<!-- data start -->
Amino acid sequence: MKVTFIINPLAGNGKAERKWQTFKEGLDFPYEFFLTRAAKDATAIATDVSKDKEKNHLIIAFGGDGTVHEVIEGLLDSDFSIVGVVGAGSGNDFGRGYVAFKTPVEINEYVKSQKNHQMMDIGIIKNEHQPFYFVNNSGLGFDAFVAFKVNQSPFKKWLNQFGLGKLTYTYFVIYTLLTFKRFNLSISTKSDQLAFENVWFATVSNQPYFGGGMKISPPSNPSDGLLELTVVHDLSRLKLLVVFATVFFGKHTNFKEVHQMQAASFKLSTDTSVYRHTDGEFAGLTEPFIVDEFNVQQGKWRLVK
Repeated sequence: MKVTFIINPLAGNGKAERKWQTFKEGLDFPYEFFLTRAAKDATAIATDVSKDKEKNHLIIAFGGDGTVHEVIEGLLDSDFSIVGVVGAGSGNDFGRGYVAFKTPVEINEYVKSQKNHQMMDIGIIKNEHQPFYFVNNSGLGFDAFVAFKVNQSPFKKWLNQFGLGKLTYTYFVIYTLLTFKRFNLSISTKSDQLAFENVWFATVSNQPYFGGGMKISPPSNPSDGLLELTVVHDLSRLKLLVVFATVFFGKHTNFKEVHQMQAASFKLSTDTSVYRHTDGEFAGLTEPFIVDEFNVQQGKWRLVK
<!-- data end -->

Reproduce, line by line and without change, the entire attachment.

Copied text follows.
Amino acid sequence: MKVTFIINPLAGNGKAERKWQTFKEGLDFPYEFFLTRAAKDATAIATDVSKDKEKNHLIIAFGGDGTVHEVIEGLLDSDFSIVGVVGAGSGNDFGRGYVAFKTPVEINEYVKSQKNHQMMDIGIIKNEHQPFYFVNNSGLGFDAFVAFKVNQSPFKKWLNQFGLGKLTYTYFVIYTLLTFKRFNLSISTKSDQLAFENVWFATVSNQPYFGGGMKISPPSNPSDGLLELTVVHDLSRLKLLVVFATVFFGKHTNFKEVHQMQAASFKLSTDTSVYRHTDGEFAGLTEPFIVDEFNVQQGKWRLVK
Repeated sequence: MKVTFIINPLAGNGKAERKWQTFKEGLDFPYEFFLTRAAKDATAIATDVSKDKEKNHLIIAFGGDGTVHEVIEGLLDSDFSIVGVVGAGSGNDFGRGYVAFKTPVEINEYVKSQKNHQMMDIGIIKNEHQPFYFVNNSGLGFDAFVAFKVNQSPFKKWLNQFGLGKLTYTYFVIYTLLTFKRFNLSISTKSDQLAFENVWFATVSNQPYFGGGMKISPPSNPSDGLLELTVVHDLSRLKLLVVFATVFFGKHTNFKEVHQMQAASFKLSTDTSVYRHTDGEFAGLTEPFIVDEFNVQQGKWRLVK